The mighty George Monbiot, science columnist for The Guardian (UK), has just written a scathing article that anyone who takes climate change seriously should read.
He starts with a list of eye-popping admissions from former climate change deniers, like The Sun (UK) and The Economist, saying their recent climate change reports "could have come straight from a Greenpeace pamphlet".
Then he drops the bomb:
If the biosphere is wrecked, it will not be done by those who couldn't give a damn about it, as they now belong to a diminishing minority. It will be destroyed by nice, well-meaning, cosmopolitan people who accept the case for cutting emissions, but who won't change by one iota the way they live.
Rather than confronting the very difficult truths about climate change - that it will require radical and comprehensive changes to the way we live to make a difference on the scale needed to deal with the crisis - many groups that ought to know better are encouraging the myth that superficial lifestyle changes will be enough.
Environmentalism has always been characterised as a middle-class concern; while this has often been unfair, there is now an undeniable nexus of class politics and morally superior consumerism. People allow themselves to believe that their impact on the planet is lower than that of the great unwashed because they shop at Waitrose rather than Asda, buy Tomme de Savoie instead of processed cheese slices and take eco-safaris in the Serengeti instead of package holidays in Torremolinos. In reality, carbon emissions are closely related to income: the richer you are, the more likely you are to be wrecking the planet, however much stripped wood and hand-thrown crockery there is in your kitchen.
Monbiot is not afraid to rub our noses what he calls "the brutal truth of just how much has to change", but politicians and even climate change campaigers are compromising the evidence from scientific research to make it more palatable.
David King, the British government's chief scientist, refuses "to call for a target of less than 550 parts per million of CO2 in the atmosphere, on the grounds that it would be 'politically unrealistic'."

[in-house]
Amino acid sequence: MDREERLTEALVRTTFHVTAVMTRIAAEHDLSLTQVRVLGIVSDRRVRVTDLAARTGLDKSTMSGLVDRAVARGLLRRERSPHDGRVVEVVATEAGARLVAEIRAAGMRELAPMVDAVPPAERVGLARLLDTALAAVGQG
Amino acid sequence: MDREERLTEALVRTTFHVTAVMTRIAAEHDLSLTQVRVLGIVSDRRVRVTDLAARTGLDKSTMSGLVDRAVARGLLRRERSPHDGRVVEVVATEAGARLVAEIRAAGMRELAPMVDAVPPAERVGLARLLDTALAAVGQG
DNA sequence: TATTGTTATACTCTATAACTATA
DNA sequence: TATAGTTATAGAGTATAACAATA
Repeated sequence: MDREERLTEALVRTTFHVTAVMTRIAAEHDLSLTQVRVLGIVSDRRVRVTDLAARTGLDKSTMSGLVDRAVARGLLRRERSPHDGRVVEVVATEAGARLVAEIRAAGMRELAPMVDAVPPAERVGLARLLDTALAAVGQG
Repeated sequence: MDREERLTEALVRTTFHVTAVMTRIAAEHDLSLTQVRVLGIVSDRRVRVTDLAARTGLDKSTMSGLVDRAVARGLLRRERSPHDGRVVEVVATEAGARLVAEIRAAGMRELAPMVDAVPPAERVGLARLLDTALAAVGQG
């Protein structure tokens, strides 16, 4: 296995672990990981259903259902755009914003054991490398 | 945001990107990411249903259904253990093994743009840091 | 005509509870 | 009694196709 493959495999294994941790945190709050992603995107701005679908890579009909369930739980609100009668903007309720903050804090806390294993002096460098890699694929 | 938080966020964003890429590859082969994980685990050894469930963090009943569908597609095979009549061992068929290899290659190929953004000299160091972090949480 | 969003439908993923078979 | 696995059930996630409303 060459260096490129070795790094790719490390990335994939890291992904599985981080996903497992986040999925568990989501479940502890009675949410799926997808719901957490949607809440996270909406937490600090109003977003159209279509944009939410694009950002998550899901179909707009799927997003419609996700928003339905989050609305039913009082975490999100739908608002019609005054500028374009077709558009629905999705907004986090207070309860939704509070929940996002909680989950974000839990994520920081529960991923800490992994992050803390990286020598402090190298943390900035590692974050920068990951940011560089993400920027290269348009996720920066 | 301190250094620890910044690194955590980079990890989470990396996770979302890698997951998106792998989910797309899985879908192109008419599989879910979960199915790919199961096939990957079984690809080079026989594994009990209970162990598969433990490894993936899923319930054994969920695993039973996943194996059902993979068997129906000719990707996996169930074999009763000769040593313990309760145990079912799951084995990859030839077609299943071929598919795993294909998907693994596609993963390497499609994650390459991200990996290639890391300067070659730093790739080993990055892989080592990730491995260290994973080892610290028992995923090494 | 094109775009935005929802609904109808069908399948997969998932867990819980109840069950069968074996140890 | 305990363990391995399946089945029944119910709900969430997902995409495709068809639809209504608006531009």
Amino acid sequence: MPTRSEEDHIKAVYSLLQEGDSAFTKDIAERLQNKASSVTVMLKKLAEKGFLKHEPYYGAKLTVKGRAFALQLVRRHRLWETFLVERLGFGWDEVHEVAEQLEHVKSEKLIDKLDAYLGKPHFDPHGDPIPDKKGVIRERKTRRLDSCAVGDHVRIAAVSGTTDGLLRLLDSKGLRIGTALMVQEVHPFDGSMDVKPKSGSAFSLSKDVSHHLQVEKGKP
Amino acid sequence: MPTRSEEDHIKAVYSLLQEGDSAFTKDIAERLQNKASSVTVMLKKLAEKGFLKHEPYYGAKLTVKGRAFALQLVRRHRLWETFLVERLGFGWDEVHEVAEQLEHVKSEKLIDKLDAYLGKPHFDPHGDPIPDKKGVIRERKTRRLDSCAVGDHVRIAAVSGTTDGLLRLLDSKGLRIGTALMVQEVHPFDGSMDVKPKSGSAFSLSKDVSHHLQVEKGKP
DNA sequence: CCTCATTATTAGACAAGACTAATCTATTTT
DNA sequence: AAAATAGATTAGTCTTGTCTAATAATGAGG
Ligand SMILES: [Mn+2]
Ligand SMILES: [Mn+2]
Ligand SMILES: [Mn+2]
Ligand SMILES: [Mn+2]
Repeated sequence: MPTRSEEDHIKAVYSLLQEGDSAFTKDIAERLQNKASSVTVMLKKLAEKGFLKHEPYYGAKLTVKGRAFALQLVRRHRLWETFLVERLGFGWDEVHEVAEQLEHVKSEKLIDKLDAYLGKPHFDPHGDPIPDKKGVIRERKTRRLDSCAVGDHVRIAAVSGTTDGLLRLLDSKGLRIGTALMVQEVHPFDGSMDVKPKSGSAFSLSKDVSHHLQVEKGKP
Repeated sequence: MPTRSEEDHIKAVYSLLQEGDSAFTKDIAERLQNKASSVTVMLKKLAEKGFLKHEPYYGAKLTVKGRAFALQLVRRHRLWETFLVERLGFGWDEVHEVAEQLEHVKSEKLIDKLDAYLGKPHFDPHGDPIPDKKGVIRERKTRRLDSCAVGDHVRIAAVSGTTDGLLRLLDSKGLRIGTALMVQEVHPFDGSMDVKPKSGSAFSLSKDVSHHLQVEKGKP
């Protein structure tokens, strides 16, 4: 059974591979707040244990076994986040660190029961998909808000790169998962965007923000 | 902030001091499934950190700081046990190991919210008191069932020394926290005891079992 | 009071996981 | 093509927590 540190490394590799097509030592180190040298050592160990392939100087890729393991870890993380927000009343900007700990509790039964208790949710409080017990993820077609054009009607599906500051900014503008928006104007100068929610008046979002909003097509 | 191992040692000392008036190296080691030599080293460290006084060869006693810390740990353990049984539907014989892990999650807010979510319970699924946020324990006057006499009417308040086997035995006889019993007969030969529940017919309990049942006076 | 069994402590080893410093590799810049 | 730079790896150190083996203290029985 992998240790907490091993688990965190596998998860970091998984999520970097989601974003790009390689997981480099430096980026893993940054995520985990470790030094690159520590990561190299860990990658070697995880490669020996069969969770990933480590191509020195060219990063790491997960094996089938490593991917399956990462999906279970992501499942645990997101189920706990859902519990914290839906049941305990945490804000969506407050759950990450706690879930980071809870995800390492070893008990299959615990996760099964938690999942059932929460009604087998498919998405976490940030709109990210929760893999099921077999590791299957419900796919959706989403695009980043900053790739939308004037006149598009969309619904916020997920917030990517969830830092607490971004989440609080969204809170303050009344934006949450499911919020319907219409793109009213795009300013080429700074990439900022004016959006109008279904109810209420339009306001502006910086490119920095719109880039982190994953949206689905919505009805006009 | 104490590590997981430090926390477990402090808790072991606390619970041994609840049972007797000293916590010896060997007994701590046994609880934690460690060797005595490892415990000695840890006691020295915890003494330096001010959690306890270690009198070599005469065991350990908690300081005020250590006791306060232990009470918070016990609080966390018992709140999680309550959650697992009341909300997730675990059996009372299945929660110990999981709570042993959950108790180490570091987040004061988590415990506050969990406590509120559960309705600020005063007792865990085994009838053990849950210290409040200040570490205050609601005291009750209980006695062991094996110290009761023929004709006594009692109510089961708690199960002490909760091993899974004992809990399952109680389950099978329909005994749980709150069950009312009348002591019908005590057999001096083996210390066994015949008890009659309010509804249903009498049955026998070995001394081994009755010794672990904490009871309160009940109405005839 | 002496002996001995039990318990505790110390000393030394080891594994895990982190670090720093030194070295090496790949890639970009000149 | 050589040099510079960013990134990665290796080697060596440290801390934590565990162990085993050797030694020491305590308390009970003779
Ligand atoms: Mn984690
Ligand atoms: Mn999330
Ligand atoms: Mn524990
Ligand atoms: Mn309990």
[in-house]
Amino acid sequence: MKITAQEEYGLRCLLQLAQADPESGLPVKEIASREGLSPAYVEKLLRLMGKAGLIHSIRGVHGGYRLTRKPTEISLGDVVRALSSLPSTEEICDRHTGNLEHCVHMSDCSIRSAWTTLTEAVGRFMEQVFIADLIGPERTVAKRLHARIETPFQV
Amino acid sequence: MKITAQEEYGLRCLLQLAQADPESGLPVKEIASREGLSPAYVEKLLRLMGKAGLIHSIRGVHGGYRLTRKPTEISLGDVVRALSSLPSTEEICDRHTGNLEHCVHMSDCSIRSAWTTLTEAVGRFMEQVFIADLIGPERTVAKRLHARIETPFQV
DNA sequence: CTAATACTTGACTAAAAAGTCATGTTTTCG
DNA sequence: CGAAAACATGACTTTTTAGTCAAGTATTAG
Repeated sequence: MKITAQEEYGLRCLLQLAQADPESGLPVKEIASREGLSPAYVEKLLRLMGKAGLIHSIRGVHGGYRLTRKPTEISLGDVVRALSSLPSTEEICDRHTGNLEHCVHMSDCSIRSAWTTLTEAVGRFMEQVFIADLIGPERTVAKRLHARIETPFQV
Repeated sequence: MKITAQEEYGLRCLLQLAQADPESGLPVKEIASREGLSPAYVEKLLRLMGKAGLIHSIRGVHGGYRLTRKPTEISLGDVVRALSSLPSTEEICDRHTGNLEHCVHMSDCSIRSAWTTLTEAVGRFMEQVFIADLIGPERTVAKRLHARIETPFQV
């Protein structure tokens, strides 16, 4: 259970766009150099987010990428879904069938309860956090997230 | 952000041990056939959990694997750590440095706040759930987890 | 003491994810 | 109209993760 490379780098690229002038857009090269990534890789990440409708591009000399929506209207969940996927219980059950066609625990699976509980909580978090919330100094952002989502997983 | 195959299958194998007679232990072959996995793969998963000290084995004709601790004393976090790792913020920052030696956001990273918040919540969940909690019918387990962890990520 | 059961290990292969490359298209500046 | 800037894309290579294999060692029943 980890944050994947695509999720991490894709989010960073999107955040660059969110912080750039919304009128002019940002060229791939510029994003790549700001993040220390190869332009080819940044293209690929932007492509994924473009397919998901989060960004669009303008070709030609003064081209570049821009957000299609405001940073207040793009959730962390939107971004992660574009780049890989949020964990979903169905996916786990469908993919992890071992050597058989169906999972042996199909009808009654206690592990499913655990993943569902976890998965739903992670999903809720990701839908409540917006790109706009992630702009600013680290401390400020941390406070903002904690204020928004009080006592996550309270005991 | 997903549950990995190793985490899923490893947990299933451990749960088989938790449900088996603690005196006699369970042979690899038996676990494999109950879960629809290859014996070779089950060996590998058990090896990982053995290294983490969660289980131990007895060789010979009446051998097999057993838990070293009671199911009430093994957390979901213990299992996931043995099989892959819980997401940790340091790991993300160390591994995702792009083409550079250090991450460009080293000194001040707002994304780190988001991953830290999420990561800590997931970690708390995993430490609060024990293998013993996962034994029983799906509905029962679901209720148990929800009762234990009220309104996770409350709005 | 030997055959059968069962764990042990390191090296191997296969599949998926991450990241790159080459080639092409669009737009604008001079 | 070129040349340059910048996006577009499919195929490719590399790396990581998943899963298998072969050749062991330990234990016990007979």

Similarly, the Tyndall Centre for Climate Change Research recently produced a report for Friends of the Earth that conflated levels of carbon dioxide and carbon dioxide equivalent (carbon dioxide plus other gases, like methane, that also contribute to climate change) to make a sloppy case for a less aggressive carbon reduction requirement.
Politics and science never mix well, but in this case, the target was set for a climate change bill they are promoting before the research behind the target was actually conducted. When the research indicated that the targets would have to be more stringent than the bill proposed, the research was changed to match the bill, not the other way around.
Monbiot sums it up this way:
So we all deceive ourselves and deceive each other about the change that needs to take place. The middle classes think they have gone green because they buy organic cotton pyjamas and handmade soaps with bits of leaf in them - though they still heat their conservatories and retain their holiday homes in Croatia. The people who should be confronting them with hard truths balk at the scale of the challenge. And the politicians won't jump until the rest of us do.
The question remains: Can we handle the truth? Or as Monbiot puts it, "how much reality can you take? Do you really want to stop climate chaos, or do you just want to feel better about yourself?
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